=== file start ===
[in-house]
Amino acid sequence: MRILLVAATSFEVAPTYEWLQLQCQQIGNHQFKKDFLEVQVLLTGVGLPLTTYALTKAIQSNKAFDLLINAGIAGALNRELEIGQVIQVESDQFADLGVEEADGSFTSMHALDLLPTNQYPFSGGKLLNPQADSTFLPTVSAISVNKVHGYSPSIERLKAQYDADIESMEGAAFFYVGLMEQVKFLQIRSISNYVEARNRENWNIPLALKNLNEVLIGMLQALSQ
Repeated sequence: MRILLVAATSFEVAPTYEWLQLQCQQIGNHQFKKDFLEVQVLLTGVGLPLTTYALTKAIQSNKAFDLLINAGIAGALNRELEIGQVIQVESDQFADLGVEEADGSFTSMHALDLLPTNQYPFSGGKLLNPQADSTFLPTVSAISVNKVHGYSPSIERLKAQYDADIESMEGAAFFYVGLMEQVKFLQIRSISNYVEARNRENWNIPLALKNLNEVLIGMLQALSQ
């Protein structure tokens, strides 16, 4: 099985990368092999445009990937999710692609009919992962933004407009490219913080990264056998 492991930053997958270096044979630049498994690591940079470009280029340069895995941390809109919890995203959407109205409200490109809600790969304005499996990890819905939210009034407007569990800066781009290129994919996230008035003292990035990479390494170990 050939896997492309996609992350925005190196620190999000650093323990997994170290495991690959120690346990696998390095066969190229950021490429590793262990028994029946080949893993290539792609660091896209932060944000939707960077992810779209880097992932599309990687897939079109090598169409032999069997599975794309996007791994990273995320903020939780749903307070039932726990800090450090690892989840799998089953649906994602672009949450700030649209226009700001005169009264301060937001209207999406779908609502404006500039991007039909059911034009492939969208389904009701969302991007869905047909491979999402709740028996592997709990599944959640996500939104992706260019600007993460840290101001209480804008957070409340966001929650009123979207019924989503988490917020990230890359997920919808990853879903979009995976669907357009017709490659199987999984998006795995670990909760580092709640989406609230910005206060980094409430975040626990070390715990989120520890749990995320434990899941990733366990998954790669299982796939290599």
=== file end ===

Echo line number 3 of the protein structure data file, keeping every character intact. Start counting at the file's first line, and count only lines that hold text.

Repeated sequence: MRILLVAATSFEVAPTYEWLQLQCQQIGNHQFKKDFLEVQVLLTGVGLPLTTYALTKAIQSNKAFDLLINAGIAGALNRELEIGQVIQVESDQFADLGVEEADGSFTSMHALDLLPTNQYPFSGGKLLNPQADSTFLPTVSAISVNKVHGYSPSIERLKAQYDADIESMEGAAFFYVGLMEQVKFLQIRSISNYVEARNRENWNIPLALKNLNEVLIGMLQALSQ